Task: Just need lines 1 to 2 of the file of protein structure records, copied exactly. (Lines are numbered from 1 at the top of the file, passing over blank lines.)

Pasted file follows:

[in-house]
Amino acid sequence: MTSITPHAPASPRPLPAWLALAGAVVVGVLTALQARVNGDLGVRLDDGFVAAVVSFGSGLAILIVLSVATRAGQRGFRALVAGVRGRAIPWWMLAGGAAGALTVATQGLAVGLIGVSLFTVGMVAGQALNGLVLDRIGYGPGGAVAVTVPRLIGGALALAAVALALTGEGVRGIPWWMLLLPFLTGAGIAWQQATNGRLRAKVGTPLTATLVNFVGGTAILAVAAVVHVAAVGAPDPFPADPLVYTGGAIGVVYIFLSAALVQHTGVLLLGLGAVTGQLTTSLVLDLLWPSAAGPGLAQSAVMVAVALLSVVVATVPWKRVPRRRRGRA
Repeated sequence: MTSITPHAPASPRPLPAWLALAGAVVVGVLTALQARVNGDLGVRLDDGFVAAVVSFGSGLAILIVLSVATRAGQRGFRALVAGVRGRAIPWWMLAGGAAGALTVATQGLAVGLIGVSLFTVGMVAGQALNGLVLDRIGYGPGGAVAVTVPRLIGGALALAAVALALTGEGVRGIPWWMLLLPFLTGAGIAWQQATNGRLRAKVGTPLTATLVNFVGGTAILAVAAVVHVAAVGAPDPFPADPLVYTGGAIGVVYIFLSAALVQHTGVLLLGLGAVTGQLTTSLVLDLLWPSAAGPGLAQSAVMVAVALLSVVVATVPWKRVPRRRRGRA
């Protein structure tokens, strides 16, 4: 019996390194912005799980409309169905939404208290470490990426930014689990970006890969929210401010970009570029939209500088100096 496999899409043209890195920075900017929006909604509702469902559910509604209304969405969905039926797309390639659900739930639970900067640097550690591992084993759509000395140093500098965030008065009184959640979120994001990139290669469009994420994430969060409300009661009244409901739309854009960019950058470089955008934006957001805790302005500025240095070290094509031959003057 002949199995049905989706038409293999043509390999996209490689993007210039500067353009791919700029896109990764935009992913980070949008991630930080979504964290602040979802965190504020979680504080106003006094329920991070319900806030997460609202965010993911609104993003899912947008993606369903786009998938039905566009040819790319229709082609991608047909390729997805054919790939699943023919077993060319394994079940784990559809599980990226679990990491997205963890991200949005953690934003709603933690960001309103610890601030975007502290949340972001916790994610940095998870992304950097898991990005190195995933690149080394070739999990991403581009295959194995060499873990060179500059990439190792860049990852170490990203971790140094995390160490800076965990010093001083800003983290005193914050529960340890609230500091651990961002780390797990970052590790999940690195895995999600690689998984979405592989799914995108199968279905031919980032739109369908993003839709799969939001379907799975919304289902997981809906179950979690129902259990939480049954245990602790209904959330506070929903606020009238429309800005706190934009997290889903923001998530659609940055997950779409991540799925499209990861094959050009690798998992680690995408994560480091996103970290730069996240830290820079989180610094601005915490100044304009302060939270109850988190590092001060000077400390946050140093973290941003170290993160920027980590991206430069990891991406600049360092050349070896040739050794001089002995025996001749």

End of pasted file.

[in-house]
Amino acid sequence: MTSITPHAPASPRPLPAWLALAGAVVVGVLTALQARVNGDLGVRLDDGFVAAVVSFGSGLAILIVLSVATRAGQRGFRALVAGVRGRAIPWWMLAGGAAGALTVATQGLAVGLIGVSLFTVGMVAGQALNGLVLDRIGYGPGGAVAVTVPRLIGGALALAAVALALTGEGVRGIPWWMLLLPFLTGAGIAWQQATNGRLRAKVGTPLTATLVNFVGGTAILAVAAVVHVAAVGAPDPFPADPLVYTGGAIGVVYIFLSAALVQHTGVLLLGLGAVTGQLTTSLVLDLLWPSAAGPGLAQSAVMVAVALLSVVVATVPWKRVPRRRRGRA